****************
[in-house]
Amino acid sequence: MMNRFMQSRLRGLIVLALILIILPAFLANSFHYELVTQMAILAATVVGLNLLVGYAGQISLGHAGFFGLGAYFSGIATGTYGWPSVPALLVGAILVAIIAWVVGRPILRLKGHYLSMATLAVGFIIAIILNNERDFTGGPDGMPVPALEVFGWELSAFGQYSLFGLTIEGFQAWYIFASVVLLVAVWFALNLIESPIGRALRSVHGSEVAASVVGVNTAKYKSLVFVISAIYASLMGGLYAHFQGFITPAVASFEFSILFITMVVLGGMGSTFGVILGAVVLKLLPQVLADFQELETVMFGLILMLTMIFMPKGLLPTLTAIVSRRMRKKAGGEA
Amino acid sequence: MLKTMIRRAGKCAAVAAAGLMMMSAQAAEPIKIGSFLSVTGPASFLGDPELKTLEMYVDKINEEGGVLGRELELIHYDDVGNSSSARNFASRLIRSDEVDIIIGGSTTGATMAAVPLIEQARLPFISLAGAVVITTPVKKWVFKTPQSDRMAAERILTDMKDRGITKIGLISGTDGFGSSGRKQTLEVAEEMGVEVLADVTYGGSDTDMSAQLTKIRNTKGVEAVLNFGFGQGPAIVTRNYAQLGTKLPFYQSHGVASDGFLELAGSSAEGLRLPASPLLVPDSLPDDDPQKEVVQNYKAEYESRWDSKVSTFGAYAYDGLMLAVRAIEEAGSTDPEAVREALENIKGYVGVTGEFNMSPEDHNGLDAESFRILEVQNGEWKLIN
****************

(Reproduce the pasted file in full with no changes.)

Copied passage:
[in-house]
Amino acid sequence: MMNRFMQSRLRGLIVLALILIILPAFLANSFHYELVTQMAILAATVVGLNLLVGYAGQISLGHAGFFGLGAYFSGIATGTYGWPSVPALLVGAILVAIIAWVVGRPILRLKGHYLSMATLAVGFIIAIILNNERDFTGGPDGMPVPALEVFGWELSAFGQYSLFGLTIEGFQAWYIFASVVLLVAVWFALNLIESPIGRALRSVHGSEVAASVVGVNTAKYKSLVFVISAIYASLMGGLYAHFQGFITPAVASFEFSILFITMVVLGGMGSTFGVILGAVVLKLLPQVLADFQELETVMFGLILMLTMIFMPKGLLPTLTAIVSRRMRKKAGGEA
Amino acid sequence: MLKTMIRRAGKCAAVAAAGLMMMSAQAAEPIKIGSFLSVTGPASFLGDPELKTLEMYVDKINEEGGVLGRELELIHYDDVGNSSSARNFASRLIRSDEVDIIIGGSTTGATMAAVPLIEQARLPFISLAGAVVITTPVKKWVFKTPQSDRMAAERILTDMKDRGITKIGLISGTDGFGSSGRKQTLEVAEEMGVEVLADVTYGGSDTDMSAQLTKIRNTKGVEAVLNFGFGQGPAIVTRNYAQLGTKLPFYQSHGVASDGFLELAGSSAEGLRLPASPLLVPDSLPDDDPQKEVVQNYKAEYESRWDSKVSTFGAYAYDGLMLAVRAIEEAGSTDPEAVREALENIKGYVGVTGEFNMSPEDHNGLDAESFRILEVQNGEWKLIN